Families with young children have a golden opportunity to help their kids grow up without the taste for meat and dairy products that can be hard to give up later in life, as well as to help them develop a broader taste for fruits and vegetables.
That did not happen in my family, and is one of my regrets as I think back on my parenting. Somehow, I ended up catering to the limited foods that my kids liked, instead of really thinking about how to broaden their taste buds. But I always wondered how much was really in my control. My kids told me (then and now) that taste buds of children are more sensitive than those of adults, since age wears them down (or something like that). They certainly eat much better than when they were young (as do I). But most likely both nature and nurture are in play here, so parents should try to help their kids eat better.
If you don’t have any picky eaters in your household, rejoice! Eating fewer animal products and more vegetables will be considerably easier if you make that commitment. For those whose have mealtime challenges, I have some thoughts of what I could have done better to cater to the kids’ limited tastes, depend less on dairy/meat and include more plants. (Fruit is usually not as much of a problem, so my focus is on vegetables).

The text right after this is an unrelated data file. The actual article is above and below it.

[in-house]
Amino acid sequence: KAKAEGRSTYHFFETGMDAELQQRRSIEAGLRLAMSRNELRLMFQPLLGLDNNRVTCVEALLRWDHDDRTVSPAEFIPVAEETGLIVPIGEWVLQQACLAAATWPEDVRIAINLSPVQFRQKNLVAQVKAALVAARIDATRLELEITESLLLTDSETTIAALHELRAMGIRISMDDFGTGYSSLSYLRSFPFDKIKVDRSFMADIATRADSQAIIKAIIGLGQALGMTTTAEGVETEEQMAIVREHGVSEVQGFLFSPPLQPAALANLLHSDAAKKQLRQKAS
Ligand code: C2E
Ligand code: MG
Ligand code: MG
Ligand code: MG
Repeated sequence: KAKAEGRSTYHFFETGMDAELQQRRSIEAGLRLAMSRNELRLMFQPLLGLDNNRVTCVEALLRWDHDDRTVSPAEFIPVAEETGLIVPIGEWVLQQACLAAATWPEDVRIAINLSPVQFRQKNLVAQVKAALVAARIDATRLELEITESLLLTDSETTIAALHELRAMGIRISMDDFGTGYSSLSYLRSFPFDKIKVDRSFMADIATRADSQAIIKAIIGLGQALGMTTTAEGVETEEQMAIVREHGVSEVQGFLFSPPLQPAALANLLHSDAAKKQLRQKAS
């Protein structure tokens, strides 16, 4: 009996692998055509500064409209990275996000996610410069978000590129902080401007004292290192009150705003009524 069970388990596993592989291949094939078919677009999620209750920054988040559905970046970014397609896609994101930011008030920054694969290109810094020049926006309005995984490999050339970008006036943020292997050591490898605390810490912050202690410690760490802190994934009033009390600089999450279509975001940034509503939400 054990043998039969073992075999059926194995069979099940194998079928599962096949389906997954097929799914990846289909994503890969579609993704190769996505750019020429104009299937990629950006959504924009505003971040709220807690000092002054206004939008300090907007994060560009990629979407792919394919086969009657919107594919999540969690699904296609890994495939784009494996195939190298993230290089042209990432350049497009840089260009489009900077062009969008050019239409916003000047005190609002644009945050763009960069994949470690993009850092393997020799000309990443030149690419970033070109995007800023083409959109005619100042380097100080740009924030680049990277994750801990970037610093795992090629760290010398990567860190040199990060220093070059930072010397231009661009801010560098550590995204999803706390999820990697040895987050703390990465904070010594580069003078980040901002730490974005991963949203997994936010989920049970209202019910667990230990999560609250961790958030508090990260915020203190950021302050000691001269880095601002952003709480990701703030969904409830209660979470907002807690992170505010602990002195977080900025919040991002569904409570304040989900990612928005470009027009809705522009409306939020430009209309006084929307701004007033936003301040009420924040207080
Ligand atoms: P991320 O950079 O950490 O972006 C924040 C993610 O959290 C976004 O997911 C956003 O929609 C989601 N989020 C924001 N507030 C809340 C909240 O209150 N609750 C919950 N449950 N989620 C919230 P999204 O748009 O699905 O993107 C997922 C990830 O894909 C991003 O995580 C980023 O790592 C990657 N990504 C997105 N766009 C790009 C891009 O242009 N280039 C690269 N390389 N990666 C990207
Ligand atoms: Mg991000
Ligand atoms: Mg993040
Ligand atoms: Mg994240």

It takes a while to introduce new tastes, so it can be discouraging when results are slow. But a good place to start is simply with what kids will tolerate. For my kids, there were not many vegetables they would eat: green beans, potatoes, broccoli, cauliflower, corn was about the limit, and of those, they liked them with butter or melted cheese. Here is a variety of kid friendly meals I would make with those 4 or 5 vegetables if my kids were still little at home. The goal would be to get used to meat/dairy free meals with typically “kid friendly” familiar foods, then expanding from there.
- Mac n “cheese”. An obvious kid favorite and something I made at least once a week. But instead of using the milk, cheese and butter, try some good tasting vegetable based substitutes. My favorites kinds are made with cauliflower or cashews—a somewhat more expensive but delicious treat with healthy fats. For more seasoned tastes, I add some chili peppers or chili powder, but kids might just like it plain with a little salt. If tolerated, you could add sauteed broccoli or green beans in with the pasta or just serve them on the side. Note: though recipe websites might claim these mock cheeses will “fool any meat eater”, our opinion is that they do not really taste the same as cheese. They taste different at first but not terrible—now we like them a lot. Have you ever moved from whole milk to 2%? At first it is not so pleasant, but soon you get used to it so you don’t miss whole milk. The same with substitutes for milk and cheese. With any change, it takes time. I might not mention to your picky eaters that you are not using real cheese at first, and see how it goes!
- Nachos. My son found a great “ nacho cheese” substitute made with potatoes and carrots that is very thick like any other nacho sauce. He grills onions and green peppers and adds black beans, cumin and chili powder. Layer chips and the veggies/beans, then pour this sauce on top.